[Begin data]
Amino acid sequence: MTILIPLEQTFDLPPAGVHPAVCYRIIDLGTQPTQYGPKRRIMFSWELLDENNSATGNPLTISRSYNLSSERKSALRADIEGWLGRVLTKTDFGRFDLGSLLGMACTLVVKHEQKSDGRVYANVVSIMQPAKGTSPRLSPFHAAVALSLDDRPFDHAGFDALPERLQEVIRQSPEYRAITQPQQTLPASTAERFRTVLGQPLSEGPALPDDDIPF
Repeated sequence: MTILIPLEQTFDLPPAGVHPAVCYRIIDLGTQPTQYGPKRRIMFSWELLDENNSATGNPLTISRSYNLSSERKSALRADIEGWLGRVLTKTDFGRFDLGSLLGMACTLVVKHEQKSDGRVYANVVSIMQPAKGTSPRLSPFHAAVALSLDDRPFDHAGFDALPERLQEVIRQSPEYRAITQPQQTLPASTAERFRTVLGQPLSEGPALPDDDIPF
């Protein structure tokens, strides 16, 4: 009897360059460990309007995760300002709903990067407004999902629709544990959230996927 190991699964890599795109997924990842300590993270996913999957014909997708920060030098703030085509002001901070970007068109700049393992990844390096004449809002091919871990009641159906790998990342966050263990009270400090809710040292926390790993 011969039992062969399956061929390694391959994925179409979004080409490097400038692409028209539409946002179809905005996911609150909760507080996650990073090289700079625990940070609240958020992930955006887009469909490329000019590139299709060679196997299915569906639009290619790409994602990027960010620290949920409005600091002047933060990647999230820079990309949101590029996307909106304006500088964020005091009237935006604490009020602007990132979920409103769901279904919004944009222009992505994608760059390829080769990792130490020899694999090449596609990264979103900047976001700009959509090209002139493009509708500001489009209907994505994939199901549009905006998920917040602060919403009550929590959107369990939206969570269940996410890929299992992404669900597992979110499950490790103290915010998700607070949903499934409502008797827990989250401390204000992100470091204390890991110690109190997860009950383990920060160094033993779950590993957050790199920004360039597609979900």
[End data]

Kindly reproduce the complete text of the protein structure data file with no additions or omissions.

Amino acid sequence: MTILIPLEQTFDLPPAGVHPAVCYRIIDLGTQPTQYGPKRRIMFSWELLDENNSATGNPLTISRSYNLSSERKSALRADIEGWLGRVLTKTDFGRFDLGSLLGMACTLVVKHEQKSDGRVYANVVSIMQPAKGTSPRLSPFHAAVALSLDDRPFDHAGFDALPERLQEVIRQSPEYRAITQPQQTLPASTAERFRTVLGQPLSEGPALPDDDIPF
Repeated sequence: MTILIPLEQTFDLPPAGVHPAVCYRIIDLGTQPTQYGPKRRIMFSWELLDENNSATGNPLTISRSYNLSSERKSALRADIEGWLGRVLTKTDFGRFDLGSLLGMACTLVVKHEQKSDGRVYANVVSIMQPAKGTSPRLSPFHAAVALSLDDRPFDHAGFDALPERLQEVIRQSPEYRAITQPQQTLPASTAERFRTVLGQPLSEGPALPDDDIPF
């Protein structure tokens, strides 16, 4: 009897360059460990309007995760300002709903990067407004999902629709544990959230996927 190991699964890599795109997924990842300590993270996913999957014909997708920060030098703030085509002001901070970007068109700049393992990844390096004449809002091919871990009641159906790998990342966050263990009270400090809710040292926390790993 011969039992062969399956061929390694391959994925179409979004080409490097400038692409028209539409946002179809905005996911609150909760507080996650990073090289700079625990940070609240958020992930955006887009469909490329000019590139299709060679196997299915569906639009290619790409994602990027960010620290949920409005600091002047933060990647999230820079990309949101590029996307909106304006500088964020005091009237935006604490009020602007990132979920409103769901279904919004944009222009992505994608760059390829080769990792130490020899694999090449596609990264979103900047976001700009959509090209002139493009509708500001489009209907994505994939199901549009905006998920917040602060919403009550929590959107369990939206969570269940996410890929299992992404669900597992979110499950490790103290915010998700607070949903499934409502008797827990989250401390204000992100470091204390890991110690109190997860009950383990920060160094033993779950590993957050790199920004360039597609979900």